What Happens if (or when) the Euro Zone Cracks?

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Europe is still wrestling with this issue and that is not surprising given the scale of it.

In many ways it is a “Catch-22” situation (with apologies to Joseph Heller).

As the debtor nations in the Eurozone struggle to conform to the stringent fiscal constraints placed upon them to balance their public and private spending, the short term impact is that demand in the economy (and hence economic activity) declines. This cuts tax receipts and increases social welfare making even more cuts a necessity. Catch-22.

Fortunately it is not a ‘bottomless pit”.

As one famous American Economist once put it, economy’s work despite the Government’s best efforts, but in the meantime it certainly isn’t comfortable.

And the UK is not immune – and is in fact one of the basket cases.

When the recession started in 2008/2009 people started talking about “the spectre of deflation”.

At the time we said it was nonsense and so it proved to be.

But times have now changed.

The spectre is now real.

“Why?” you may ask.

Well, we have reached the point where Government spending cuts at home and in Europe are becoming painful realities not just for the “frothy minority” parts of the public sector (the special interest clubs and quangos who looked after the welfare of ever-smaller groups of vulnerable minorities) but for mainstream services.

Especially so in places such as Spain, Italy, Greece and Ireland.

There is now an increasing possibility that some re-alignment within the Eurozone will be necessary.

What does this mean?

Essentially it means that the “debt” in these countries has be “re-based”. Techno-babble I hear you say. Indeed it is.

What it means is that by some sleight-of-hand the Eurozone manages to “devalue” the “Euros” in the heavily indebted nations.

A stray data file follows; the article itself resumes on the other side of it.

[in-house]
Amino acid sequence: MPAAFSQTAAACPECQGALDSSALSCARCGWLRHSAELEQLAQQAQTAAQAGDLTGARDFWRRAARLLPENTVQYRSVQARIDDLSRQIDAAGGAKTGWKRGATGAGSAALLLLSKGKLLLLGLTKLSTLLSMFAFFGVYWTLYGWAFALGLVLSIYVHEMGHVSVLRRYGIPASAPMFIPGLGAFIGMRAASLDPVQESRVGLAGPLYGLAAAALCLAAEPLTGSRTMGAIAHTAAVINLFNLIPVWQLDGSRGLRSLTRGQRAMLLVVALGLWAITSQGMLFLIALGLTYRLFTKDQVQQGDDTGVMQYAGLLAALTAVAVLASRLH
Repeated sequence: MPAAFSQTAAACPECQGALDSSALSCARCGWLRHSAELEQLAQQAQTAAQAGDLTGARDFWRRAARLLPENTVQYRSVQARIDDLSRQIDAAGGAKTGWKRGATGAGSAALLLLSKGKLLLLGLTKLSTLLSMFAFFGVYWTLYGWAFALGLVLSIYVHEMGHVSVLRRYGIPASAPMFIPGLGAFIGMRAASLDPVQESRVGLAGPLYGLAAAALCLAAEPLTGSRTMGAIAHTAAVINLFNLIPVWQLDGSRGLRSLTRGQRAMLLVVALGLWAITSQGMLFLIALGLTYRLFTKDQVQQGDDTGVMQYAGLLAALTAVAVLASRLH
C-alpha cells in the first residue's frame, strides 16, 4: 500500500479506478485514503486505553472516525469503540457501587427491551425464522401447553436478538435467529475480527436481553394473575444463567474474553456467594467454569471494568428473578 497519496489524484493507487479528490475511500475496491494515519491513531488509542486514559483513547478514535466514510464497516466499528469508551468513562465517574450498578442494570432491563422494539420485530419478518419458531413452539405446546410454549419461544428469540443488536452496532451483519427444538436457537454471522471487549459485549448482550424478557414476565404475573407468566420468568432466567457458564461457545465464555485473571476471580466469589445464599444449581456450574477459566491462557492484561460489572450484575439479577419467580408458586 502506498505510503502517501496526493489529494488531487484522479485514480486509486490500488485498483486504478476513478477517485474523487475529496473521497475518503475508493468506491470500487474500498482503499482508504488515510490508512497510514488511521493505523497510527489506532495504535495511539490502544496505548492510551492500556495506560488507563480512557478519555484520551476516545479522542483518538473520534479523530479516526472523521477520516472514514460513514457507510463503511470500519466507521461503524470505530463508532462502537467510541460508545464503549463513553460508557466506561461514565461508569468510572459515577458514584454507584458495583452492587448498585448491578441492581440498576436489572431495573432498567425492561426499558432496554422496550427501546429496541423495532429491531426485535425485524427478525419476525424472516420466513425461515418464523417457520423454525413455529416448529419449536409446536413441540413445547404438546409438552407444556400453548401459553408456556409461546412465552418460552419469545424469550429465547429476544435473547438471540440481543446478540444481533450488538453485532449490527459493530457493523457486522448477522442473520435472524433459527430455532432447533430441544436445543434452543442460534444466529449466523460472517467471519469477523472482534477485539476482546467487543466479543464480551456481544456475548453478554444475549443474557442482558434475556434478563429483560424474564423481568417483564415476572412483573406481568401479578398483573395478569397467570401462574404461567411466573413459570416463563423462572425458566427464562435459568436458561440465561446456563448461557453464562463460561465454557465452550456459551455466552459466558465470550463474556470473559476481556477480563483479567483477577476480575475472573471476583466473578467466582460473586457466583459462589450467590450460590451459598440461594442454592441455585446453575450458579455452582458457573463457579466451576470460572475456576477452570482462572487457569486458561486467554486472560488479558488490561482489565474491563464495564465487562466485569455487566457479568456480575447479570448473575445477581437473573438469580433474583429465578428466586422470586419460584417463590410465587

It is tricky to achieve because allegedly they are all locked together in the one currency.

How can a Euro be worth “less” in one country than in another?

Well as things stand at the moment it can’t but do not underestimate the skills of bankers and politicians.

Our view at the moment is that the Eurozone will crack – not explode.

Like an earthquake fault-line, a method will be found to re-align the nations finances so that they can begin again – and this time be more careful in how they manage their finances or risk the wrath of the mighty Bundesbank who will not let them off the hook next time round.

Once the method for allowing this re-alignment has been defined, it will have repercussions though – particularly for UK plc.

What it amounts to is an Orwellian re-badging of “defaulting on sovereign debts”.

It is what the Bank of England has done with some success since 2008 owing to its policy of “QE” (expanding the money supply to allow inflation whilst keeping interest rates close to zero so that this in turn erodes the value of the debt). No wonder Mr King is looking forward to stepping-back from the limelight.

The currency depreciates and all is well in the financial markets.

And it is all paid for by UK pensioners.

In the Eurozone, the mechanism that has been spoken about so far (though not too loudly) is the issuing of bonds by the debtor nations.

But issued in such a way that they are somehow disconnected from the Euro.

Tricky to achieve but we’ll see. I’m sure there are a few traders from the derivatives market who would be willing to have a go at it.

Once the mechanism has been found, however, the problems do not end. They actually just begin.

It will relieve some of the stresses within the Eurozone but the economies will still be flat on their backs.

The UK will struggle to do business with a Eurozone that is moribund and the UK too will continue to ‘flatline’.

That then, is what brings the spectre of UK deflation.

The Bank of England has probably now used up all its slack on QE. Expect some more to come but we must be nearing the end of that road.